It’s been an especially busy few days for Gov. Gavin Newsom.
The governor is approaching a Saturday deadline to decide on hundreds of bills that the State Legislature sent to his desk last month for approval. The measures tackle a broad range of issues, including increasing mandatory paid sick leave, installing speeding cameras and banning certain additives in sweets.
Though many bills remain pending — of the more than 2,600 bills introduced this legislative session, the most in a decade, roughly 900 of them made it to Newsom’s desk — the governor has already cast his final vote on some particularly high-profile and closely watched measures.
On Tuesday, the governor signed a bill to make it easier to detain people with mental health and addiction issues and force them into treatment. The new law, which critics say infringes on civil liberties, is part of a broader effort to overhaul the state’s mental health system and address homelessness in California.
Newsom is expected to approve putting an initiative on the March primary election ballot to finance housing for homeless people with mental illness. More than 170,000 people are homeless in California, accounting for about one third of the nation’s homeless population.
“The mental health crisis affects us all, and people who need the most help have been too often overlooked,” Newsom said in a statement on Tuesday. “We are working to ensure no one falls through the cracks, and that people get the help they need and the respect they deserve.”
Over the holiday weekend, the governor signed a landmark bill requiring major companies to disclose their greenhouse gas emissions, a requirement that could have national and global repercussions in the fight against climate change.
He signed a bill making TikTok, Instagram and other social media sites liable if they fail to combat the spread of content that depicts child sexual abuse; another that allows California’s legislative staff members to unionize; and one requiring that employers — and not workers — in the food service industry pay the cost of mandatory food safety training.
Newsom has also vetoed many measures this year: 143 over the weekend alone, according to CalMatters. Among his particularly consequential rejections:
Where we’re traveling
Today’s tip comes from Kathleen Kilpatrick, who recommends a road trip through Owens Valley in eastern California:
“My son and I just took a trip to Owens Valley, east of the Sierra. Once we got out of Bakersfield into the Kern River Canyon, the scenery was fantastic almost everywhere we went. A few roads were closed because of the unusual storm that passed through at the end of August, which a young man in a visitor center referred to as ‘our hurricane.’ Rabbit brush and wildflowers were blooming, and the high desert was unseasonably green.
We traveled Movie Road up to the closed sign, had a very moving visit to Manzanar, ate lunch by a rushing creek. The museum in Independence had been recommended. We found more local history there, and the biggest collection of Native American baskets I’d ever seen. The next day, we wound up to the bristlecone pines, at over 9,000 feet. Did you know they have purple pine cones? There were sweeping views of mountains everywhere we went. After two nights in Bishop, we went home through Yosemite, more spectacular scenery, although more crowded than anywhere else we had been.”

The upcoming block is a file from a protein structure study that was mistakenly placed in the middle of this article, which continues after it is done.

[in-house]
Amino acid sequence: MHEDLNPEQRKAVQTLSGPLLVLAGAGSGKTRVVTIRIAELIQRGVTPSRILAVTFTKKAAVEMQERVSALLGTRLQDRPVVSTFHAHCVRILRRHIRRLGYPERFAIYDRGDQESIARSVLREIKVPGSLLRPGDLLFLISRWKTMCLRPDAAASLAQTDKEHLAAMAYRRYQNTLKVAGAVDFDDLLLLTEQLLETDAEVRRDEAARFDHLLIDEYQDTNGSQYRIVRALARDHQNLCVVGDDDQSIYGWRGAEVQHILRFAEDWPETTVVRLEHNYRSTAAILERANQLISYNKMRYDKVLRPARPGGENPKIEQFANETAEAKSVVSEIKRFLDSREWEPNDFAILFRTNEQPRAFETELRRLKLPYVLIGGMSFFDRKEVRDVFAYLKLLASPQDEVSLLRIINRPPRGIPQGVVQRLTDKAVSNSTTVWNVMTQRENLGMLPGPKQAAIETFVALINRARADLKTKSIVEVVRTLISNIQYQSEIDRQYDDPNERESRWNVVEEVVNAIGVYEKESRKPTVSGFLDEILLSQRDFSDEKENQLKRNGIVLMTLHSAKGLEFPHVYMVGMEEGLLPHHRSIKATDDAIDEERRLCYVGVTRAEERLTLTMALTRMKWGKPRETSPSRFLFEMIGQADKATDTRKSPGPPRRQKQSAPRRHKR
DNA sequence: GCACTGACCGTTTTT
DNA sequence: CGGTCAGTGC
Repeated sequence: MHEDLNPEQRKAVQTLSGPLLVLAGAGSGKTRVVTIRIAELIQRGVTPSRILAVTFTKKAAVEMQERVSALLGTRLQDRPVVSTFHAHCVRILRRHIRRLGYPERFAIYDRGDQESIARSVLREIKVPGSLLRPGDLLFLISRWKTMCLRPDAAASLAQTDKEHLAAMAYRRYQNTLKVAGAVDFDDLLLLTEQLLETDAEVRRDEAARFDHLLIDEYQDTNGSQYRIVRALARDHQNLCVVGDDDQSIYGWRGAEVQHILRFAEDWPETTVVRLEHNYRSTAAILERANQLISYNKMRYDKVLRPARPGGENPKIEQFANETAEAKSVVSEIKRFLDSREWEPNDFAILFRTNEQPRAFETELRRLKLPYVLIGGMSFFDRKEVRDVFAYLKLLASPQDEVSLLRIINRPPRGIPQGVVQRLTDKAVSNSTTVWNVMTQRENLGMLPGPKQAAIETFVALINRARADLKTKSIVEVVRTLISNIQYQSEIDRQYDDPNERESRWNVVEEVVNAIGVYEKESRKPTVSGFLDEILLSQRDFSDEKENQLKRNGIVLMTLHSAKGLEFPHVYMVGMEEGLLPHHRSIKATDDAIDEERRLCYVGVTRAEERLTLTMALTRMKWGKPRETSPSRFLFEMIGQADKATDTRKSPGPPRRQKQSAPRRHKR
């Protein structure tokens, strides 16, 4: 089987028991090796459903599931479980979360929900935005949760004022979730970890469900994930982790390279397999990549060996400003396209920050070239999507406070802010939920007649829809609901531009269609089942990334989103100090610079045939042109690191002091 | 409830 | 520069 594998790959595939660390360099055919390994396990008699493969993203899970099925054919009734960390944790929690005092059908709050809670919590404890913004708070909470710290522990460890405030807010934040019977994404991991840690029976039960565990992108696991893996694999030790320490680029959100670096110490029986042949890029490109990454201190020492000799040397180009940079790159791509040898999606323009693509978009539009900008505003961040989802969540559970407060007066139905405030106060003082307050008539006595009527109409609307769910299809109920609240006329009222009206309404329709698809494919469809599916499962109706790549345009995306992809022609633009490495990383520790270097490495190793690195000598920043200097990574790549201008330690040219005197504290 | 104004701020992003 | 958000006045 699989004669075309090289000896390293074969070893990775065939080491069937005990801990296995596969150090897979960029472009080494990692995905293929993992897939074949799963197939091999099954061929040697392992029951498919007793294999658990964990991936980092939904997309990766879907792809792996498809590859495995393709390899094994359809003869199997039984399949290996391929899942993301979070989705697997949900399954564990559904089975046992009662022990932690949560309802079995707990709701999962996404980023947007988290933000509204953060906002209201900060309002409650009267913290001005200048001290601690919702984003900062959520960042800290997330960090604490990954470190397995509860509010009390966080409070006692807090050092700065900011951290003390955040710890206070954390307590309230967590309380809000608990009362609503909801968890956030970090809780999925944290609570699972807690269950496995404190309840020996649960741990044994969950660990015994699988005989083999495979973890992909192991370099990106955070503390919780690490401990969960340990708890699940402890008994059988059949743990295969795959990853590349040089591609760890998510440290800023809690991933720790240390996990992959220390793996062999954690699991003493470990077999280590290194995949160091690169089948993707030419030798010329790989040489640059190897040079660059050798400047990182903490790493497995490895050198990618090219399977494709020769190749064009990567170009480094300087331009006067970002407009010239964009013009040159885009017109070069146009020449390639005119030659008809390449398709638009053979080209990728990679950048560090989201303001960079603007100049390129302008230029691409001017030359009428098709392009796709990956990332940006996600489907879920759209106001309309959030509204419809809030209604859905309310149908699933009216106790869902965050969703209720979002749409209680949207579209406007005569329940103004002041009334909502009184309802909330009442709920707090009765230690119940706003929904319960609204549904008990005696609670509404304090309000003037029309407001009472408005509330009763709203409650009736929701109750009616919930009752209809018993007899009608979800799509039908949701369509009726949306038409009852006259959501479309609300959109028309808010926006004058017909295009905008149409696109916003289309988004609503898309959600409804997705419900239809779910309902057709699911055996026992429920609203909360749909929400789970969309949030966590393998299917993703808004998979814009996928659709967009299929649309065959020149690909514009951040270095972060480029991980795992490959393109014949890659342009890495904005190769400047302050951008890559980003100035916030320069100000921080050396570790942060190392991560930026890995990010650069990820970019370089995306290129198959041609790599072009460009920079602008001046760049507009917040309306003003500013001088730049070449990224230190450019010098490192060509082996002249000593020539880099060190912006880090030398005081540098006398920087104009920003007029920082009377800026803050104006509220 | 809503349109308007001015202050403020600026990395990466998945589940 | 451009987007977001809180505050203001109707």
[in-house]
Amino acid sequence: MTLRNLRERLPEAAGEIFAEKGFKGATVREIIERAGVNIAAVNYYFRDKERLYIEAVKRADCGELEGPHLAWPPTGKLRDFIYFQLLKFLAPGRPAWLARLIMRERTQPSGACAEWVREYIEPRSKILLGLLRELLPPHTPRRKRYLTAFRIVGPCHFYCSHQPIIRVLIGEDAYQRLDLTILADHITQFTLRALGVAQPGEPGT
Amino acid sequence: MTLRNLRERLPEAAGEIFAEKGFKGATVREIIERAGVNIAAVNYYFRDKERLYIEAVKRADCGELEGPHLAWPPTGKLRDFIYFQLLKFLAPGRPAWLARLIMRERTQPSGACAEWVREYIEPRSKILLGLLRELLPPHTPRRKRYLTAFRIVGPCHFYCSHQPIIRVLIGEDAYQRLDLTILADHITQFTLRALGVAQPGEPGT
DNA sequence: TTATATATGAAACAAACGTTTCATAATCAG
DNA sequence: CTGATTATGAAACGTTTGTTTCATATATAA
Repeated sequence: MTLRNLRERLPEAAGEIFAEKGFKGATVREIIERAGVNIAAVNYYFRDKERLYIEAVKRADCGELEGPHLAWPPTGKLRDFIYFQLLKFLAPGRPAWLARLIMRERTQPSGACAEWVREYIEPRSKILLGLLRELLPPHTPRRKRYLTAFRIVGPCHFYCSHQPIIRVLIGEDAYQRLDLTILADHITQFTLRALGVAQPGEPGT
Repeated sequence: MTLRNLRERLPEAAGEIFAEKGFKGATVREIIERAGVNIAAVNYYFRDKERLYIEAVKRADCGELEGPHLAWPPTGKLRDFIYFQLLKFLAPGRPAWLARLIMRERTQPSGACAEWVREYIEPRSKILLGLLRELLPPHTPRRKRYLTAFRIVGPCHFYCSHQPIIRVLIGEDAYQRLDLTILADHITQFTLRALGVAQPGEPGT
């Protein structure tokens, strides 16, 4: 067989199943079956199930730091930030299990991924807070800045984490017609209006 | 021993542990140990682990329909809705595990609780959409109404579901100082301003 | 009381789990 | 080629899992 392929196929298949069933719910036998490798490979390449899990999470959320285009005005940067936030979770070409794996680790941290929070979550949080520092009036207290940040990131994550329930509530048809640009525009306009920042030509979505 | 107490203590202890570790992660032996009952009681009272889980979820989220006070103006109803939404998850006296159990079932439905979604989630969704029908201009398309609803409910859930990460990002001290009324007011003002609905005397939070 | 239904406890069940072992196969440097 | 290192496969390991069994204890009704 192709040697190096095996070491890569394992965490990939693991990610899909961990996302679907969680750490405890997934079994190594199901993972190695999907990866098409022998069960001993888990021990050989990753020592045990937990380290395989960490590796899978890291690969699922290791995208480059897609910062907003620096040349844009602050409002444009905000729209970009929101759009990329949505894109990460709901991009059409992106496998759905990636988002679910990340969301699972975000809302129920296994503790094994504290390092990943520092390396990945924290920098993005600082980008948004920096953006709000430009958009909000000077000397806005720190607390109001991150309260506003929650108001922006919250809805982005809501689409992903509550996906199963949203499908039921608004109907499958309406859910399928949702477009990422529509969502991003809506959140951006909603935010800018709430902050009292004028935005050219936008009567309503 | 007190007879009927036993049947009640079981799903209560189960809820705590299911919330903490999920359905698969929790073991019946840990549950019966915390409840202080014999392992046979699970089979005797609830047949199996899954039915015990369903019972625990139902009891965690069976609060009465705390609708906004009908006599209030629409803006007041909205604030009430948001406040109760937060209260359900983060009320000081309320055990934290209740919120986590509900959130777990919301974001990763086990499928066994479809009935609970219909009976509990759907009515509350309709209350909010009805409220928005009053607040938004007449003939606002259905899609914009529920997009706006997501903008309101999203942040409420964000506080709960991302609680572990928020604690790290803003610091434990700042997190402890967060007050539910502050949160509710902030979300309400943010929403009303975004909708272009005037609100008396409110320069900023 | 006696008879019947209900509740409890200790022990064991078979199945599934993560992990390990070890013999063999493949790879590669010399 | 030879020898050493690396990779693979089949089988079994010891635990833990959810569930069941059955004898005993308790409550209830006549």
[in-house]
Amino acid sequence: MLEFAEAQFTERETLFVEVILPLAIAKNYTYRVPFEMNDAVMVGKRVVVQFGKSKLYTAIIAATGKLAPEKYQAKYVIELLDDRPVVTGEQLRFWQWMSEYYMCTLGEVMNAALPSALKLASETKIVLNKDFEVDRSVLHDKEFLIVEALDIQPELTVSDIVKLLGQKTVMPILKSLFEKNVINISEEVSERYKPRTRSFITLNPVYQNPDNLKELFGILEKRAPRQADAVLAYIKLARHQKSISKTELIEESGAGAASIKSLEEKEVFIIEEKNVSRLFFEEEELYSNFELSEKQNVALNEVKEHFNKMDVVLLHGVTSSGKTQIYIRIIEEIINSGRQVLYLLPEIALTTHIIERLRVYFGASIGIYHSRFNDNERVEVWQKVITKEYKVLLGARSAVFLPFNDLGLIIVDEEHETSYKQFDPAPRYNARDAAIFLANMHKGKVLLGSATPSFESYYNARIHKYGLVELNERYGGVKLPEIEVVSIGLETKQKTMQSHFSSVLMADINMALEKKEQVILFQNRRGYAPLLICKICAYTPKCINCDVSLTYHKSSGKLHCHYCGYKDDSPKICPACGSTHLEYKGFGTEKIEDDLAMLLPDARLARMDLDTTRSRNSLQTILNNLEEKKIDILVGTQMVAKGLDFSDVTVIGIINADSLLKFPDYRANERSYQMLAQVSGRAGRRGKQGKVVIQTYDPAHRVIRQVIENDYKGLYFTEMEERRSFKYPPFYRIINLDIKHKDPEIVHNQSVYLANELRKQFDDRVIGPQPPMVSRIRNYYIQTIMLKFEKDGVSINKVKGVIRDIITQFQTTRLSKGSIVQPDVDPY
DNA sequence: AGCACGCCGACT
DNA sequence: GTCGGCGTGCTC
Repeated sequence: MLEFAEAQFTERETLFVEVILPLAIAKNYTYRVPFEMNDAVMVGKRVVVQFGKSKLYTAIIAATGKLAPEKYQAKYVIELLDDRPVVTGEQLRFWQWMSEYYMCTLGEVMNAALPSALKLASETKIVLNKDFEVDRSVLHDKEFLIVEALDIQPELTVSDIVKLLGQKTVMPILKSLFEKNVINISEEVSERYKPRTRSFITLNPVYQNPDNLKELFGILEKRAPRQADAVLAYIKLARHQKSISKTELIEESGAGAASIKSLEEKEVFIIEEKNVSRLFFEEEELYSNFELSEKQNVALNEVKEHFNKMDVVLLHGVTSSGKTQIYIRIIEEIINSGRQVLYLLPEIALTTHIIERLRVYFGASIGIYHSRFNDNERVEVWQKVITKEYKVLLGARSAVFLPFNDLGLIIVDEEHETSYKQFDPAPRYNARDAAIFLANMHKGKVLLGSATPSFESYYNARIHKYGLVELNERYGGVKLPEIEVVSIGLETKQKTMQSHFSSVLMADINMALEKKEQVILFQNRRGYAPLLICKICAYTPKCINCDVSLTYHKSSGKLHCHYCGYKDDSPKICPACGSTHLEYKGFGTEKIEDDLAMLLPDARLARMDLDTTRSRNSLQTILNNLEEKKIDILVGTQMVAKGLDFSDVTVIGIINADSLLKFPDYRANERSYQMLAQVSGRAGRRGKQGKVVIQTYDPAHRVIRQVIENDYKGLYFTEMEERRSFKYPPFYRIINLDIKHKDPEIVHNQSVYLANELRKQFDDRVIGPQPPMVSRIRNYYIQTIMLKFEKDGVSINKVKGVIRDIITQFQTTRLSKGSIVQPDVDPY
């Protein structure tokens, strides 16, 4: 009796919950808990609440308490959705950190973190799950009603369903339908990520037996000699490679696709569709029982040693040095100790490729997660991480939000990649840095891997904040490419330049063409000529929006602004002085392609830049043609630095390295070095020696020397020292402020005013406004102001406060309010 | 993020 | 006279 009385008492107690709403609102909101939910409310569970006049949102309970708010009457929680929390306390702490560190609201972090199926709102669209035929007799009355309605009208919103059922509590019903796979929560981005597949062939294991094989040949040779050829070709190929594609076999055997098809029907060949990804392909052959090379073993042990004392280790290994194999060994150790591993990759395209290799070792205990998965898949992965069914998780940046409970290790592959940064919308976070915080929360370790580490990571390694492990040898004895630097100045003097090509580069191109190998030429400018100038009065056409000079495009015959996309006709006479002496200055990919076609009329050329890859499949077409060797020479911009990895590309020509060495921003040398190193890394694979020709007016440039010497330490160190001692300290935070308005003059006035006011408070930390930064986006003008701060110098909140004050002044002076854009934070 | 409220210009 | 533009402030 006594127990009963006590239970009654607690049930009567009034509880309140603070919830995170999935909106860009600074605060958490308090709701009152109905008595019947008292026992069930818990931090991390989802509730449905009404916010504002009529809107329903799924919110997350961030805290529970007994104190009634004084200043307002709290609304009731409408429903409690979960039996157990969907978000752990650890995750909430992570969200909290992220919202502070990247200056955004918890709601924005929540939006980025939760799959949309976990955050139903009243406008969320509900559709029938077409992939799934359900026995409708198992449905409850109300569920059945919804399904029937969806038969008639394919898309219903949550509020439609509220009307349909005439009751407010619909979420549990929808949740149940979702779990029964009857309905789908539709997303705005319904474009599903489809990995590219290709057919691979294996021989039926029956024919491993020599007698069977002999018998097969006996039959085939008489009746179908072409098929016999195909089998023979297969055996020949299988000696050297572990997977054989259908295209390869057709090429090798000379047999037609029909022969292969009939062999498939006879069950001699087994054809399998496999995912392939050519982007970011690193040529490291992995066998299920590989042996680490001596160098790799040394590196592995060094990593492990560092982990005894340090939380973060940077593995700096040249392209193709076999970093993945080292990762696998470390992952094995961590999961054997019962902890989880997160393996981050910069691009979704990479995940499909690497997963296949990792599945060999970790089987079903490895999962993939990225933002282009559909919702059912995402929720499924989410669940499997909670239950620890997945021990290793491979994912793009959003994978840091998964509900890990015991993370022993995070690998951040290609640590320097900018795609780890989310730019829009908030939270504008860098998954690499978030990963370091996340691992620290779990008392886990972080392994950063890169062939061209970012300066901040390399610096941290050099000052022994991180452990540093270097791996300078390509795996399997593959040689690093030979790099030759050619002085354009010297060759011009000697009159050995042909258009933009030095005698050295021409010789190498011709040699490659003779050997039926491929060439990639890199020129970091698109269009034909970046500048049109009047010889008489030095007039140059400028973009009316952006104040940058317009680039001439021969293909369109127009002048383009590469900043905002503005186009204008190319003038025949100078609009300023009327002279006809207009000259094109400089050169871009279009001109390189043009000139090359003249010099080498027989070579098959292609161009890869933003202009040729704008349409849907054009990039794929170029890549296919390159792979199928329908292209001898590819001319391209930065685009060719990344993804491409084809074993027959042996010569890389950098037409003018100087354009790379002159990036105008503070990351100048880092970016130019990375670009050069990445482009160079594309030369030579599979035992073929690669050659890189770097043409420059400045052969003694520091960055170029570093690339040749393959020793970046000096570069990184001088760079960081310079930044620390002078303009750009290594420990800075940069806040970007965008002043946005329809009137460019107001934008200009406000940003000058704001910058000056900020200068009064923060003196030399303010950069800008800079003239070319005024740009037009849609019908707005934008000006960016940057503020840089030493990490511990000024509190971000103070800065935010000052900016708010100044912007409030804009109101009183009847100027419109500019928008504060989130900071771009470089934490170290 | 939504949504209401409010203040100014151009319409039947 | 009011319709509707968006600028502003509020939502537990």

Tell us about your favorite places to visit in California. Email your suggestions to CAtoday@nytimes.com. We’ll be sharing more in upcoming editions of the newsletter.
We’re looking to feature more of your favorite places to visit in California. Send us suggestions for day trips, scenic outlooks, hikes and more. Email your suggestions to CAtoday@nytimes.com.
And before you go, some good news
Patrick Acuña spent most of the last 30 years in California’s state prisons serving a life sentence he received at age 19. Now, a year after his release, Acuña is beginning his final year at the University of California, Irvine, where he will graduate with a degree in social ecology.
Acuña began taking community college courses decades ago while still in prison and earned two associate degrees. But the glimmer of higher education remained elusive for him until 2022, when the University of California system inaugurated a program for incarcerated people to pursue bachelor’s degrees in prison. Acuña became one of just 26 people at his San Diego facility to be admitted to U.C. Irvine.
In 2018, his case was retried and his sentence commuted, leading to his release last October and an eventual move to Irvine’s campus, a first for his program. The change was often difficult but worthwhile, he said, crediting his rehabilitation to education.
“We engage in education because once we get a taste of it, we understand that it transforms our lives in ways we don’t even initially understand,” Acuña told EdSource in an interview. “It broadens our perspective.”
Yesterday’s newsletter misstated Representative Nancy Pelosi’s connection to an all-girls high school in San Francisco, the Convent of the Sacred Heart. Her daughters attended the school, but Ms. Pelosi did not. (She went to high school in Baltimore.)
Thanks for reading. I’ll be back tomorrow. — Soumya
P.S. Here’s today’s Mini Crossword.
Maia Coleman and Briana Scalia contributed to California Today. You can reach the team at CAtoday@nytimes.com.